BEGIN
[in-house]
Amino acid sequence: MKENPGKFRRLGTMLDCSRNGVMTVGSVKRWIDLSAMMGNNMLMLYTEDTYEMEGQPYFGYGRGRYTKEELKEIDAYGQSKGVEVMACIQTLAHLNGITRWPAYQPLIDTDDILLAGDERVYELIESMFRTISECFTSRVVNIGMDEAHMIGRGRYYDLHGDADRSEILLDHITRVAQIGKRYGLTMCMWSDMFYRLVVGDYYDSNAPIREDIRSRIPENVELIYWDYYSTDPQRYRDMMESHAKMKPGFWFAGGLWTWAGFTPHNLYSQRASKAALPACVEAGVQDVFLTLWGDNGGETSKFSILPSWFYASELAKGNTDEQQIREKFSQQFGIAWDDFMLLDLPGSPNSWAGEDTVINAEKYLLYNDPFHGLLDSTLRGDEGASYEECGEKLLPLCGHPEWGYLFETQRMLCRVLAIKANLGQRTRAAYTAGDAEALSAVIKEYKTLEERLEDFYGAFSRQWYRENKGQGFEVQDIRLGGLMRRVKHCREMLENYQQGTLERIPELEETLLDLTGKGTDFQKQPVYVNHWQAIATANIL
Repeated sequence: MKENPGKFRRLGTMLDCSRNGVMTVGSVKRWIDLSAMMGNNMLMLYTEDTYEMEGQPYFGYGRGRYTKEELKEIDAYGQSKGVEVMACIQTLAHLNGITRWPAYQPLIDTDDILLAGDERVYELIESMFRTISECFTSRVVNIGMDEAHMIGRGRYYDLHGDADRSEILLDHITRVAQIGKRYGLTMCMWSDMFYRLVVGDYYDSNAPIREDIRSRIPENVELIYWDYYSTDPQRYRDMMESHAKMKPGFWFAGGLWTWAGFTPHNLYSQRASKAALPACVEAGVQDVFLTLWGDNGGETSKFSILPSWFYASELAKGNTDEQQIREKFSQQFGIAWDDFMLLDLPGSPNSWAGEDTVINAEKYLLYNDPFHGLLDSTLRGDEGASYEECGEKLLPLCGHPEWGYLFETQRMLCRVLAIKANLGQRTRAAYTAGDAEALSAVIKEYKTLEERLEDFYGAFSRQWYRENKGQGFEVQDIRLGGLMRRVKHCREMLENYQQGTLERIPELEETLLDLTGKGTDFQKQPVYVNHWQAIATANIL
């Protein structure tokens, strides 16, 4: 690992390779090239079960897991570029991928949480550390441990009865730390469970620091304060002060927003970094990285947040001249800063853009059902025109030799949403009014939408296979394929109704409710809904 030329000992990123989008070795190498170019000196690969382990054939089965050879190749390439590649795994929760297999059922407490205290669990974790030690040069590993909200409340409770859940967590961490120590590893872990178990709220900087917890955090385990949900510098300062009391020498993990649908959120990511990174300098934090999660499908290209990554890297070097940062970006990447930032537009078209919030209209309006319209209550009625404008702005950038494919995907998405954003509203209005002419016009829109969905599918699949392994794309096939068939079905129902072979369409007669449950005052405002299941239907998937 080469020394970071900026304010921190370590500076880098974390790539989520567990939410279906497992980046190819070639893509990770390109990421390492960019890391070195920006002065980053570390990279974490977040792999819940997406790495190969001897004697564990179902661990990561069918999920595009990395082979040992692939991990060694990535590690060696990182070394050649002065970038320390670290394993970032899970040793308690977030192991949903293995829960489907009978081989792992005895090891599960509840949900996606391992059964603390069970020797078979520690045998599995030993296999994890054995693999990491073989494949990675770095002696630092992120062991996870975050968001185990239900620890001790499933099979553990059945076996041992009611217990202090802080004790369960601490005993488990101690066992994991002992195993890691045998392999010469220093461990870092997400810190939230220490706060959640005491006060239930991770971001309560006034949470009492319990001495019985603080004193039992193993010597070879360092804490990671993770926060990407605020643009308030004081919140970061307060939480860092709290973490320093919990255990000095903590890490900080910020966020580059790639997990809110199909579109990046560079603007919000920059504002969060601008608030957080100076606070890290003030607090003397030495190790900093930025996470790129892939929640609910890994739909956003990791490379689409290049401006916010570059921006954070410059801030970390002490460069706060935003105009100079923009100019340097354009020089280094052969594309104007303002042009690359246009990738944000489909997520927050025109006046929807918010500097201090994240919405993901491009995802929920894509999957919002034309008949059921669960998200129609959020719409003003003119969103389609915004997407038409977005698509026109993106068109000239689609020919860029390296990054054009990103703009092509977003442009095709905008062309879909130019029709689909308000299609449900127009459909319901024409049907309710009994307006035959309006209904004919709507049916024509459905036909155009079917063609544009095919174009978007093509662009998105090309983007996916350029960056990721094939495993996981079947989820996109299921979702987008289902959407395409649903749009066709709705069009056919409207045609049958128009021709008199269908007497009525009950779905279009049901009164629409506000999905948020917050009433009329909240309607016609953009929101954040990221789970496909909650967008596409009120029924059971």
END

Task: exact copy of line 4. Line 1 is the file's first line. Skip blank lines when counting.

């Protein structure tokens, strides 16, 4: 690992390779090239079960897991570029991928949480550390441990009865730390469970620091304060002060927003970094990285947040001249800063853009059902025109030799949403009014939408296979394929109704409710809904 030329000992990123989008070795190498170019000196690969382990054939089965050879190749390439590649795994929760297999059922407490205290669990974790030690040069590993909200409340409770859940967590961490120590590893872990178990709220900087917890955090385990949900510098300062009391020498993990649908959120990511990174300098934090999660499908290209990554890297070097940062970006990447930032537009078209919030209209309006319209209550009625404008702005950038494919995907998405954003509203209005002419016009829109969905599918699949392994794309096939068939079905129902072979369409007669449950005052405002299941239907998937 080469020394970071900026304010921190370590500076880098974390790539989520567990939410279906497992980046190819070639893509990770390109990421390492960019890391070195920006002065980053570390990279974490977040792999819940997406790495190969001897004697564990179902661990990561069918999920595009990395082979040992692939991990060694990535590690060696990182070394050649002065970038320390670290394993970032899970040793308690977030192991949903293995829960489907009978081989792992005895090891599960509840949900996606391992059964603390069970020797078979520690045998599995030993296999994890054995693999990491073989494949990675770095002696630092992120062991996870975050968001185990239900620890001790499933099979553990059945076996041992009611217990202090802080004790369960601490005993488990101690066992994991002992195993890691045998392999010469220093461990870092997400810190939230220490706060959640005491006060239930991770971001309560006034949470009492319990001495019985603080004193039992193993010597070879360092804490990671993770926060990407605020643009308030004081919140970061307060939480860092709290973490320093919990255990000095903590890490900080910020966020580059790639997990809110199909579109990046560079603007919000920059504002969060601008608030957080100076606070890290003030607090003397030495190790900093930025996470790129892939929640609910890994739909956003990791490379689409290049401006916010570059921006954070410059801030970390002490460069706060935003105009100079923009100019340097354009020089280094052969594309104007303002042009690359246009990738944000489909997520927050025109006046929807918010500097201090994240919405993901491009995802929920894509999957919002034309008949059921669960998200129609959020719409003003003119969103389609915004997407038409977005698509026109993106068109000239689609020919860029390296990054054009990103703009092509977003442009095709905008062309879909130019029709689909308000299609449900127009459909319901024409049907309710009994307006035959309006209904004919709507049916024509459905036909155009079917063609544009095919174009978007093509662009998105090309983007996916350029960056990721094939495993996981079947989820996109299921979702987008289902959407395409649903749009066709709705069009056919409207045609049958128009021709008199269908007497009525009950779905279009049901009164629409506000999905948020917050009433009329909240309607016609953009929101954040990221789970496909909650967008596409009120029924059971």